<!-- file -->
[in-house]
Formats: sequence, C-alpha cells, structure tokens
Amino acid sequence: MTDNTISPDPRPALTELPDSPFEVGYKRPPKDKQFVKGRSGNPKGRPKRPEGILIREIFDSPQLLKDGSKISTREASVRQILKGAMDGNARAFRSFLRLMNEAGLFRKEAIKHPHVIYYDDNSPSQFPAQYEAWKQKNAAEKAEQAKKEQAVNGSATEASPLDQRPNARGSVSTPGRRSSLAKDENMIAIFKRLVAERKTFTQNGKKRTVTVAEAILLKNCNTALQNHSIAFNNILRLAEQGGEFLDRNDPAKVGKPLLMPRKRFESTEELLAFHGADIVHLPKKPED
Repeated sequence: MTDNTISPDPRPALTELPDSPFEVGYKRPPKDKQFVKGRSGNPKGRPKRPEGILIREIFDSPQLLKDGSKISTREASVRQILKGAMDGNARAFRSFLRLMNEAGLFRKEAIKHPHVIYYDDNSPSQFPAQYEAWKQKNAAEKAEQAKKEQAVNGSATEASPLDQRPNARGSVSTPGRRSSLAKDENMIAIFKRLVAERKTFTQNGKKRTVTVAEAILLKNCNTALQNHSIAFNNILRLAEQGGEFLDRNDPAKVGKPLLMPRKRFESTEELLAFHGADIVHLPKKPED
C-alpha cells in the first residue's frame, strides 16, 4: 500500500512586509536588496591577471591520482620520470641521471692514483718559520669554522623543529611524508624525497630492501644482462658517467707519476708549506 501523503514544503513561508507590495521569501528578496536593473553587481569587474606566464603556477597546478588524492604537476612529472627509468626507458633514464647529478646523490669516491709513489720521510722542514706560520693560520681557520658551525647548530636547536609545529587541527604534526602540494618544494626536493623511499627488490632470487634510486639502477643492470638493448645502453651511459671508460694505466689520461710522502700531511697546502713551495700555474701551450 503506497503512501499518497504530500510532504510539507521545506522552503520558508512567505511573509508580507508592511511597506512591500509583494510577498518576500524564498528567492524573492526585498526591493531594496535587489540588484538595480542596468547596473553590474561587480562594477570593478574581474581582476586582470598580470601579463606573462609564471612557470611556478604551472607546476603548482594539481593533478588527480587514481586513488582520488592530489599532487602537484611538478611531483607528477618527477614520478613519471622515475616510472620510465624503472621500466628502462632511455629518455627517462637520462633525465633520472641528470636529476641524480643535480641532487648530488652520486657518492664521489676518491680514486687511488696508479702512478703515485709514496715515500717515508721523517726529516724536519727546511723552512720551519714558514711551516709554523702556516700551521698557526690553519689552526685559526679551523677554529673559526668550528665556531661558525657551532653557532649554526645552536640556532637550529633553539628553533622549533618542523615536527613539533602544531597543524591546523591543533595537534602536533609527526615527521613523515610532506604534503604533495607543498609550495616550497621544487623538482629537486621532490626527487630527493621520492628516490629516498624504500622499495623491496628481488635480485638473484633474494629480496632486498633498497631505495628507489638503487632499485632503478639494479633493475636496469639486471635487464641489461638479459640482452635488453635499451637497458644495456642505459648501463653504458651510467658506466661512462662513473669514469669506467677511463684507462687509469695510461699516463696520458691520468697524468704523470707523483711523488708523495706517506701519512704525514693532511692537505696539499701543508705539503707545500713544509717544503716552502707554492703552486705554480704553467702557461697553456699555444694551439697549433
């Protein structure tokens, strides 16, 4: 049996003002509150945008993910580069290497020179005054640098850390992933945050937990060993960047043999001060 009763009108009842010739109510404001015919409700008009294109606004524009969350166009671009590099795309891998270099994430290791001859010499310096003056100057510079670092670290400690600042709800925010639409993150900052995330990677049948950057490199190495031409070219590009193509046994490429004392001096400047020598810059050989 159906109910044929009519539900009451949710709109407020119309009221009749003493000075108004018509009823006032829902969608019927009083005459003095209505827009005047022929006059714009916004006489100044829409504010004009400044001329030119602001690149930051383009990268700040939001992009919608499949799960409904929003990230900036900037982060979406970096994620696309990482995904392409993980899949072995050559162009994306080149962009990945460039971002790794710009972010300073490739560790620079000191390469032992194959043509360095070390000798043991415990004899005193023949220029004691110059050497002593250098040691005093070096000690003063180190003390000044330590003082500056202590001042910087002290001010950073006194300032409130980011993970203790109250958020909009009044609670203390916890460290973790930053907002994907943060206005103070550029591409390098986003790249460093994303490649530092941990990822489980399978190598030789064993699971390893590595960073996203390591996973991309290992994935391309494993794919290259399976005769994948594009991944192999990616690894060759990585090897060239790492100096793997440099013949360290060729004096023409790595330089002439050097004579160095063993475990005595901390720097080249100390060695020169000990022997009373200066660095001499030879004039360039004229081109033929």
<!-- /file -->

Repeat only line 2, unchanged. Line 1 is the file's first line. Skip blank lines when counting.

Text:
Formats: sequence, C-alpha cells, structure tokens